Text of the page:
Arthur Ashe Statue in Virginia Vandalized With ‘White Lives Matter’

A monument to the black tennis legend Arthur Ashe in Richmond, Va., was vandalized with spray paint that learn “WLM” and “White Lives Matter” on Wednesday.

Mr. Ashe, a Richmond native, grew to become the primary black man to win Wimbledon, the Australian Open and the U.S. Open. His statue is on the town’s Monument Avenue, a residential avenue that extends for 5 miles into Henrico County and is dotted with plenty of outstanding Confederate monuments.

Passers-by stated they noticed a person in a blue T-shirt, darkish pink baseball cap and American flag bandanna spray paint “WLM” on the pedestal of the statue.

“We heard spray can rattling as we walked around the monument,” stated Betsy Milburn, 45, who was strolling alongside the avenue along with her good friend Fatima Pashaei.

As Ms. Milburn and Ms. Pashaei turned to the person, whose face was partially lined by his bandanna, he spoke to them.

“He said ‘You guys tagged my statue so I am tagging your statue,’” Ms. Milburn stated. The man then walked to a white automotive and drove off, she stated.

Someone additionally spray painted “BLM” for Black Lives Matter in pink over the preliminary “WLM” graffiti. Volunteers cleaned the monument, and all the “White Lives Matter” graffiti was eliminated earlier than the tip of the day.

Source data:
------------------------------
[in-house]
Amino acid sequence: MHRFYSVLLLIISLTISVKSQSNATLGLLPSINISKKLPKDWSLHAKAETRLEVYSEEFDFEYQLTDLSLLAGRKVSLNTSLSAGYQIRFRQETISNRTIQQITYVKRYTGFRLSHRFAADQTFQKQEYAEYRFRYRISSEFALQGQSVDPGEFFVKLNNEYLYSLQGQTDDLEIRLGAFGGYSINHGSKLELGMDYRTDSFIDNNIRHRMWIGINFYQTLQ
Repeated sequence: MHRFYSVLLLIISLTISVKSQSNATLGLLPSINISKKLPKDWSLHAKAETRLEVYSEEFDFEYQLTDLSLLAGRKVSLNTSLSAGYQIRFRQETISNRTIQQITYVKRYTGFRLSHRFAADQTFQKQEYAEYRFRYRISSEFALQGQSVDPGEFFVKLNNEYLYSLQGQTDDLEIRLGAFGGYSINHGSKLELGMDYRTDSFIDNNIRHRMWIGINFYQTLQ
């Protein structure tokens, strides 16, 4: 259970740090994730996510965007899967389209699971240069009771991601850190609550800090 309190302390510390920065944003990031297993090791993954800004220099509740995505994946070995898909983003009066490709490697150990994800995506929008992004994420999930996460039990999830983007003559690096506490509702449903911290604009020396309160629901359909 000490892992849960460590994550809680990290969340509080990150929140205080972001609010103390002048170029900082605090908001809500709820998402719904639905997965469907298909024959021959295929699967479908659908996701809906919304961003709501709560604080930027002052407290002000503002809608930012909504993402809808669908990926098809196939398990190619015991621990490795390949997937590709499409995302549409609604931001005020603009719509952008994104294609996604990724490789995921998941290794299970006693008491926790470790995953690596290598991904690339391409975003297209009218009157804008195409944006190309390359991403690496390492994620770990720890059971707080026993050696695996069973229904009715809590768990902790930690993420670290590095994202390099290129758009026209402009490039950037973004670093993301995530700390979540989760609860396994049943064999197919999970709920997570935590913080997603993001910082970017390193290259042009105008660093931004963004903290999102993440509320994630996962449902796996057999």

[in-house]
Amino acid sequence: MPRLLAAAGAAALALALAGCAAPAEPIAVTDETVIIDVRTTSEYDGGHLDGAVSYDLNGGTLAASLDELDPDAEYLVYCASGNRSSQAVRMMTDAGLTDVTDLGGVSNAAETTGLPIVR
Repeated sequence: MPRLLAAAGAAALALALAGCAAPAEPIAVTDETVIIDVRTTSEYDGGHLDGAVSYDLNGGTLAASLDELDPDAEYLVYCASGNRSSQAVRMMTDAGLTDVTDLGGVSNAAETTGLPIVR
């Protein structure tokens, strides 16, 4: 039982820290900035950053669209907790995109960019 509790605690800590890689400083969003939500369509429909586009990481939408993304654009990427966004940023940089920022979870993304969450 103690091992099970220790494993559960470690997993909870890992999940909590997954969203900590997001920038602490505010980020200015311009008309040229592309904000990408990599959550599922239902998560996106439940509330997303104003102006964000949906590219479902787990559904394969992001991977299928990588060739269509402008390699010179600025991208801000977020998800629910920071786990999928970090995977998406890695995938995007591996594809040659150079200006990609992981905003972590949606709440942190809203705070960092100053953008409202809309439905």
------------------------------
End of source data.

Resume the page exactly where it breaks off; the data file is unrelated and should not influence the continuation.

Virginia has seen over two weeks of protests in opposition to racism and police brutality, similar to every other state in the country. Demonstrators were motivated by the death of George Floyd, a man who died after a Minneapolis police officer pressed his knee into Mr. Floyd’s neck for several minutes.

On Tuesday night, protesters tore down the Howitzers Monument near Monroe Park campus, part of Virginia Commonwealth University. The monument was the third Confederate statue to be torn down by protesters in the state.

A woman who lived near Mr. Ashe’s statue arrived with cleaning supplies on Wednesday, and Ms. Milburn and Ms. Pashaei took turns cleaning the graffiti off the statue.

The man in the blue T-shirt came back later with a white cloth and tried to clean off the pink “BLM” letters.

“Why is it OK to spray paint on this statue ‘Black Lives Matter’ and not ‘White Lives Matter’? What’s the difference?” the man asked the women as they scrubbed the pedestal, according to a video shared by Ms. Milburn. “I’m not a racist, I just don’t agree with desecrating our property.”

The man told bystanders that he grew up in Richmond and that he attended a local high school. When asked his name, he replied, “Everybody.”

“Everybody that is here that has property value, everybody here that has paid to live here and is tired of seeing this,” the man said on the video, using expletives.

He then drove off as the women continued to clean the pedestal.

“I’m not sure why he felt the need to desecrate the one black statue on Monument Avenue,” Ms. Pashaei said in an interview Wednesday. “These Confederate generals might all be dead, but their foot soldiers are still alive and active here in Richmond.”

By the time Mr. Ashe’s nephew David Harris Jr. arrived at the statue, someone had cleaned the “WLM” and left “BLM,” he said. Mr. Harris had received several calls alerting him to the vandalism.

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